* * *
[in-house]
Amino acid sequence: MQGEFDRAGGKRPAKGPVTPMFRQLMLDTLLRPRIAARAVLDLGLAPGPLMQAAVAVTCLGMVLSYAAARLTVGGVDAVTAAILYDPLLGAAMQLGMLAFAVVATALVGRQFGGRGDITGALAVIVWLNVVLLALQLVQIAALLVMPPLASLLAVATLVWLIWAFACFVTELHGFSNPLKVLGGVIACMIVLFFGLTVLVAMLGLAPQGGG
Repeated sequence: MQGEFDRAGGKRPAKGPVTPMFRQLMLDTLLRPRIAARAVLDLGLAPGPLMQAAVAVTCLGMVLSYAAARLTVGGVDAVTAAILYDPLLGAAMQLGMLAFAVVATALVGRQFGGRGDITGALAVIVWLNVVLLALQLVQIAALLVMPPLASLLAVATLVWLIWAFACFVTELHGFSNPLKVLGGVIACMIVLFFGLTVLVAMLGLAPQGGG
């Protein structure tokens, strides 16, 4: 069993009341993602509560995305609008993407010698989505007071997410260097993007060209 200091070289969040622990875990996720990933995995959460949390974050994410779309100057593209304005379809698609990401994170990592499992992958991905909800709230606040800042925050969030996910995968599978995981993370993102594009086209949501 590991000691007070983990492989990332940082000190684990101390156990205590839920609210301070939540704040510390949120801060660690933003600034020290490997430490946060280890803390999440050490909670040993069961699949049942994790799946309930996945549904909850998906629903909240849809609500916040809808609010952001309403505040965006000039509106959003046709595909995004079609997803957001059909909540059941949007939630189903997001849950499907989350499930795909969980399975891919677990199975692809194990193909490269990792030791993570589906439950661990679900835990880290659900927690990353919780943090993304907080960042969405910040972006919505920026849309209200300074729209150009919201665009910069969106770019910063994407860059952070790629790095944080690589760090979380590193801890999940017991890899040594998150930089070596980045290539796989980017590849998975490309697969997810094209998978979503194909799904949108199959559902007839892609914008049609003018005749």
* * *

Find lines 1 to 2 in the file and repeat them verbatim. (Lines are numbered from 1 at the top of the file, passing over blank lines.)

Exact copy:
[in-house]
Amino acid sequence: MQGEFDRAGGKRPAKGPVTPMFRQLMLDTLLRPRIAARAVLDLGLAPGPLMQAAVAVTCLGMVLSYAAARLTVGGVDAVTAAILYDPLLGAAMQLGMLAFAVVATALVGRQFGGRGDITGALAVIVWLNVVLLALQLVQIAALLVMPPLASLLAVATLVWLIWAFACFVTELHGFSNPLKVLGGVIACMIVLFFGLTVLVAMLGLAPQGGG